Yesterday I got a message that a parent had called very angry about something that had happened to her child on the bus. I did not know the specifics of the event so I called the child into my office to find out what had happened. I braced myself because I knew the child was young and I knew the parent had called the school quite upset.
When the little girl got to my office I asked her to tell me what had happened. I was prepared to hear the worst. She proceeded to tell me that some girls on the bus were being mean to her. They were calling her things like “meanie” and “ugly”. Typical little girl arsenal. At first I breathed a sigh of relief because I had expected something worse.
And then it hit me.
This is exactly the type of discussion I have with my eight year old daughter each night before we go to bed. She tells me about her day and she asks me what I think she should do about this girl saying this or that girl saying that.
It always breaks my heart because her friends and their words and their time together mean the world to her. And when the world is not as she thinks it should be, she is sad. And when she is sad, I am sad.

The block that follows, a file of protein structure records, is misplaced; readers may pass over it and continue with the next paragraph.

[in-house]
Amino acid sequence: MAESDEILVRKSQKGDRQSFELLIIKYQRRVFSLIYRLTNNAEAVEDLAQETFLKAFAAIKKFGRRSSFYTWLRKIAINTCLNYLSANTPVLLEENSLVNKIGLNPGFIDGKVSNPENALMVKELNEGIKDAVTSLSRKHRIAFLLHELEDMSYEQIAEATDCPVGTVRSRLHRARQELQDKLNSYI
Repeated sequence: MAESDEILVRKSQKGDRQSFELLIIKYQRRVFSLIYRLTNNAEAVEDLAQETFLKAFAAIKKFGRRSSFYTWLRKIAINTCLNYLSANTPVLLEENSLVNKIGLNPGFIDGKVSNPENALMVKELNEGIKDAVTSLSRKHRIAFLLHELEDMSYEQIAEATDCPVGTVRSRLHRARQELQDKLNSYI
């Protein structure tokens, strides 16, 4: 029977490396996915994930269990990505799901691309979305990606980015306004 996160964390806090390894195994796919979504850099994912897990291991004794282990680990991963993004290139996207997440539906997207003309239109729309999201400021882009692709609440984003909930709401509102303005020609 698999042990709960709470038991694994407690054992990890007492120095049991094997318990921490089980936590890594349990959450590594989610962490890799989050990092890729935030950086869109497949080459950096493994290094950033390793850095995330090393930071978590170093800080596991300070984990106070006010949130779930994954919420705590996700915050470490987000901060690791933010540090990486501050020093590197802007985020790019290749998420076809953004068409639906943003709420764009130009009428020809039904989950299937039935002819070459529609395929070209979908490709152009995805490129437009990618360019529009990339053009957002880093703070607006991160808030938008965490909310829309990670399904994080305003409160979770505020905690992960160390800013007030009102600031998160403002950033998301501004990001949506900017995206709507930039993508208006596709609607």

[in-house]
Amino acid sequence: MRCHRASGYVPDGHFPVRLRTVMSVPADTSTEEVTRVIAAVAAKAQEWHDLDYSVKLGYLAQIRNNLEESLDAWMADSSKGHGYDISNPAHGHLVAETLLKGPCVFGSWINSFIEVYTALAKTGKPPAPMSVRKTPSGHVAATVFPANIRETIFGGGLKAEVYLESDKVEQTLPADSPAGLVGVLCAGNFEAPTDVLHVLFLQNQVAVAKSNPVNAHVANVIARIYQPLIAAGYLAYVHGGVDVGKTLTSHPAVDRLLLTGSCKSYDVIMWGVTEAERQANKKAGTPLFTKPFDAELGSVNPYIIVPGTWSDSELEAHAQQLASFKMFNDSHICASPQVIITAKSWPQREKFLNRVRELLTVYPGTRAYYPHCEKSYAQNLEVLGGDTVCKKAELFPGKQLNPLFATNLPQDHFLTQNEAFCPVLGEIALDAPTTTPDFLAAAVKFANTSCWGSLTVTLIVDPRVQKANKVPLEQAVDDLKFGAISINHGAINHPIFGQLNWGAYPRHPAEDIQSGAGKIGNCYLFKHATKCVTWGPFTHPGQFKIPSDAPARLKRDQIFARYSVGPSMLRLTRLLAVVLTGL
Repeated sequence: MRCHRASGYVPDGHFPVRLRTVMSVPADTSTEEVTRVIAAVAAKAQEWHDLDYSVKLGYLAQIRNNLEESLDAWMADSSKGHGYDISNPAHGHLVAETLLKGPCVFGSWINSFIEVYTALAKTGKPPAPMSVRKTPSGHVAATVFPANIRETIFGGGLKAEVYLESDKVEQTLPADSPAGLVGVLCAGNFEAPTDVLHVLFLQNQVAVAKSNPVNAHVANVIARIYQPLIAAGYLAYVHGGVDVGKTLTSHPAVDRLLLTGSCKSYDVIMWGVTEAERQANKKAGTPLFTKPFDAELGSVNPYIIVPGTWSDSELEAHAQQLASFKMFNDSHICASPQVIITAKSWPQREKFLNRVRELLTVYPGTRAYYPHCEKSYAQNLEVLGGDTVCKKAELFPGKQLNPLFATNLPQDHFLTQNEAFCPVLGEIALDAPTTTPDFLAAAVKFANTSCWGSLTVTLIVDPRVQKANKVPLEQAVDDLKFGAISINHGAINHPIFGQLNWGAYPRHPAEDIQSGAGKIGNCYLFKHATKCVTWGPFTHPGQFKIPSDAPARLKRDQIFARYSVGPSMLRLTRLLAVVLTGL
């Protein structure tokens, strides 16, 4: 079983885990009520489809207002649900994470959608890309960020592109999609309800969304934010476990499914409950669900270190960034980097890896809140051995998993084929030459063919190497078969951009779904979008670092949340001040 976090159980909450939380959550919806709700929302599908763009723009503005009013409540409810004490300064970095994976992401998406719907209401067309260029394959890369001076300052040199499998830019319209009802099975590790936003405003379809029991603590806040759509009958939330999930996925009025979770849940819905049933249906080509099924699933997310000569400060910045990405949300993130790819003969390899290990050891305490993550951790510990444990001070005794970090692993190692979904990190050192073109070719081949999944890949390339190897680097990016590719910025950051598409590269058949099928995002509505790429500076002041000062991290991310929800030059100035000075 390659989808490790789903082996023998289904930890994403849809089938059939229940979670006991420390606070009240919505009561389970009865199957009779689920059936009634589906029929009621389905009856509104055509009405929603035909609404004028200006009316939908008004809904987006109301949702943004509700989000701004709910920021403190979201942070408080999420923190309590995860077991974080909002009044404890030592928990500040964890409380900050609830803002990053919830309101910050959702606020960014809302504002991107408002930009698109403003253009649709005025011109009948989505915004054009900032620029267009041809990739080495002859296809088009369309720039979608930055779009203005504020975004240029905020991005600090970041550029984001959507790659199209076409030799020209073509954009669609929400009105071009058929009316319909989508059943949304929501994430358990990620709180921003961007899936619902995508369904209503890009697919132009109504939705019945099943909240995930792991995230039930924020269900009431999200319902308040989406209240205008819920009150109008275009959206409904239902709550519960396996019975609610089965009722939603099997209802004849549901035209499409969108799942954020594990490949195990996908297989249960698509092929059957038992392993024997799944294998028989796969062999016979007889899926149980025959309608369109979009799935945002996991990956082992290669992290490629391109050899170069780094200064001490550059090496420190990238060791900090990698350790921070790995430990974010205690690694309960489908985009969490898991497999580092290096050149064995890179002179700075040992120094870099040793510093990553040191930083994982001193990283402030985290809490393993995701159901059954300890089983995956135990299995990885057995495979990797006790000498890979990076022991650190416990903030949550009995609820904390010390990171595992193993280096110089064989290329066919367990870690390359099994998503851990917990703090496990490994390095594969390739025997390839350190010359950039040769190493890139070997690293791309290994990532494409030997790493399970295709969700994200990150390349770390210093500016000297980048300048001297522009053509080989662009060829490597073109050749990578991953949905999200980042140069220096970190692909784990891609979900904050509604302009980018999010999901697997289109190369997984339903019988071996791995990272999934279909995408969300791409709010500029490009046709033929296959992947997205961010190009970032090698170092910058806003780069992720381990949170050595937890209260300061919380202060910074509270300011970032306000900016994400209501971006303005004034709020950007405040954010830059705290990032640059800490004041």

Okay, I can not make this up.
In the middle of typing this post, at 6 AM, my daughter comes downstairs, sits next to me, and asks if we can talk. It’s 6 AM and I am the only one up. At least that is what I thought!
She says, “Daddy, is it okay if I have three friends at lunch, three friends at recess and five friends during class?” She was concerned that she might be hurting someone’s feelings by playing with different people at different times of the day. We went on to have a wonderful pre-dawn conversation. The kind that you see on Hallmark commercials.
These are the types of things that are on our students’ minds. These are types of things that are on our children’s minds. These are types of things that were on my daughter’s mind, at 6 AM this morning.
I know we all aspire to treat our students as if they were our own children. We often do, but sometimes life has a way of reminding us just how important this mindset really is.